SYS-CON Media announced that Splunk, a provider of the leading software platform for real-time Operational Intelligence, has launched an ad campaign on Big Data Journal. Splunk software and cloud services enable organizations to search, monitor, analyze and visualize machine-generated big data coming from websites, applications, servers, networks, sensors and mobile devices. The ads focus on delivering ROI - how improved uptime delivered $6M in annual ROI, improving customer operations by mining large volumes of unstructured data, and how data tracking delivers uptime when it matters most.
There is no doubt that Big Data is here and getting bigger every day. Building a Big Data infrastructure today is no easy task. There are an enormous number of choices for database engines and technologies. To make things even more challenging, requirements are getting more sophisticated, and the standard paradigm of supporting historical analytics queries is often just one facet of what is needed. As Big Data growth continues, organizations are demanding real-time access to data, allowing immediate and actionable interpretation of events as they happen. Another aspect concerns how to deliver ...
The true value of the Internet of Things (IoT) lies not just in the data, but through the services that protect the data, perform the analysis and present findings in a usable way. With many IoT elements rooted in traditional IT components, Big Data and IoT isn’t just a play for enterprise. In fact, the IoT presents SMBs with the prospect of launching entirely new activities and exploring innovative areas. CompTIA research identifies several areas where IoT is expected to have the greatest impact.
The Internet of Things will greatly expand the opportunities for data collection and new business models driven off of that data. In her session at @ThingsExpo, Esmeralda Swartz, CMO of MetraTech, discussed how for this to be effective you not only need to have infrastructure and operational models capable of utilizing this new phenomenon, but increasingly service providers will need to convince a skeptical public to participate. Get ready to show them the money!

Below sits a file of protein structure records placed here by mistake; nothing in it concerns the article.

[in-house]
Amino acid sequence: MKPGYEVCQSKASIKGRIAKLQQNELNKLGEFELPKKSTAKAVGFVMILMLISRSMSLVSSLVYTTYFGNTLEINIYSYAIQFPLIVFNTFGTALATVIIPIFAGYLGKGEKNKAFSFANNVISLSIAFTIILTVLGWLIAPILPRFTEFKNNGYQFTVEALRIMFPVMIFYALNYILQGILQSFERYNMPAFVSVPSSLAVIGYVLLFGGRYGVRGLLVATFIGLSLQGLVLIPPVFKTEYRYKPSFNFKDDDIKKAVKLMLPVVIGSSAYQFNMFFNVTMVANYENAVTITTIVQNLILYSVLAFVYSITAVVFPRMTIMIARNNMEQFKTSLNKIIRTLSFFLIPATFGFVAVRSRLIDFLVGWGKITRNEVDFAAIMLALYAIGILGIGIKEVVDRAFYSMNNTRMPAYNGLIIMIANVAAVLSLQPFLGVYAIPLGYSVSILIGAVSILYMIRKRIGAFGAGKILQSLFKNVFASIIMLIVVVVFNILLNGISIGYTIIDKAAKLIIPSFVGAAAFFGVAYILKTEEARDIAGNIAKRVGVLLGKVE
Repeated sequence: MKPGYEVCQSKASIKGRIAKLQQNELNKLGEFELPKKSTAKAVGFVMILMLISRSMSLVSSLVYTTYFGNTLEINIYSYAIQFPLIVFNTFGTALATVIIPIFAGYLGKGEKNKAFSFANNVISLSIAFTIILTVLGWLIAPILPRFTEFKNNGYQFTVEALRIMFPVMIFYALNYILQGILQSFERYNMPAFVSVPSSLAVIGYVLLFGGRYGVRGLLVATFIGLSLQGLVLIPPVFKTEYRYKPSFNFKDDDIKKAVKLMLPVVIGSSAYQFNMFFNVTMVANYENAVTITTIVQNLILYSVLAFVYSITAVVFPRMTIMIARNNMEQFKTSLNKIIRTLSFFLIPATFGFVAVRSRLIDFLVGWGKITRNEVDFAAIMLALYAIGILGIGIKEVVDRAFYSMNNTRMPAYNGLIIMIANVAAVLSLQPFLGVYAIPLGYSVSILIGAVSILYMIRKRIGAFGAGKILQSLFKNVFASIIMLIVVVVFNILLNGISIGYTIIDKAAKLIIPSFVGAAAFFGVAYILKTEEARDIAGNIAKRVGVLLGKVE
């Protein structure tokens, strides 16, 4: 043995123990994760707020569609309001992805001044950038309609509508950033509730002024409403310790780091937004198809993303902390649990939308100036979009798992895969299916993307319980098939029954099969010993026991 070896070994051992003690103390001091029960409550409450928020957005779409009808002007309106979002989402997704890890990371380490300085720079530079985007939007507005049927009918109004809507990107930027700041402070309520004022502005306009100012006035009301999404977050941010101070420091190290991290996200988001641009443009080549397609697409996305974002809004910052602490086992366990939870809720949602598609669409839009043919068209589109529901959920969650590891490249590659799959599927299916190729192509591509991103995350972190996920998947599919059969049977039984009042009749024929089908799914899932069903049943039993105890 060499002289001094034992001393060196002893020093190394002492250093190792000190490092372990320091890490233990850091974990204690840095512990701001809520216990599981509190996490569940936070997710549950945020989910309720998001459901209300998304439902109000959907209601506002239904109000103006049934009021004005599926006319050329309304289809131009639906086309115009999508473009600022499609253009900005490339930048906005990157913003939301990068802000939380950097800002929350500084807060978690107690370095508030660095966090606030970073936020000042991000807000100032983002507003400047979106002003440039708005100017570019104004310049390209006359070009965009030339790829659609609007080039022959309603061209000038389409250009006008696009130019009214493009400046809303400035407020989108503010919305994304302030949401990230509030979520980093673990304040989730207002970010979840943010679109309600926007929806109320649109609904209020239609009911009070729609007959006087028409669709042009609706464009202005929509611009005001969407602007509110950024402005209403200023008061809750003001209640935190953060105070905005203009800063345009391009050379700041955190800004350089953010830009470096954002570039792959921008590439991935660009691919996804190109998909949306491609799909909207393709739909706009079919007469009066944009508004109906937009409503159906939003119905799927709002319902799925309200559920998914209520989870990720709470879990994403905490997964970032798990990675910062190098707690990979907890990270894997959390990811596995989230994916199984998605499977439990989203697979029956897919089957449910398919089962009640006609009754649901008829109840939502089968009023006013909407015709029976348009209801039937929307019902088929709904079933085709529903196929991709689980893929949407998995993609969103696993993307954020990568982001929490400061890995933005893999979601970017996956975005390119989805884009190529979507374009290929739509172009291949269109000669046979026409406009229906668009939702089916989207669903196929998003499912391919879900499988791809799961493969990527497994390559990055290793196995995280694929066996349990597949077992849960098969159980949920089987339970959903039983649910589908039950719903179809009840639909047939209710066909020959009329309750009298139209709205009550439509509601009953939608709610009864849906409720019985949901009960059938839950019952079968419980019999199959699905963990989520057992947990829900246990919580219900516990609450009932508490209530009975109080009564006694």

Scott Jenson leads a project called The Physical Web within the Chrome team at Google. Project members are working to take the scalability and openness of the web and use it to talk to the exponentially exploding range of smart devices. Nearly every company today working on the IoT comes up with the same basic solution: use my server and you'll be fine. But if we really believe there will be trillions of these devices, that just can't scale. We need a system that is open a scalable and by using the URL as a basic building block, we open this up and get the same resilience that the web enjoys.
In their session at @ThingsExpo, Shyam Varan Nath, Principal Architect at GE, and Ibrahim Gokcen, who leads GE's advanced IoT analytics, focused on the Internet of Things / Industrial Internet and how to make it operational for business end-users. Learn about the challenges posed by machine and sensor data and how to marry it with enterprise data. They also discussed the tips and tricks to provide the Industrial Internet as an end-user consumable service using Big Data Analytics and Industrial Cloud.
How do APIs and IoT relate? The answer is not as simple as merely adding an API on top of a dumb device, but rather about understanding the architectural patterns for implementing an IoT fabric. There are typically two or three trends: Exposing the device to a management framework Exposing that management framework to a business centric logic Exposing that business layer and data to end users. This last trend is the IoT stack, which involves a new shift in the separation of what stuff happens, where data lives and where the interface lies. For instance, it's a mix of architectural styles ...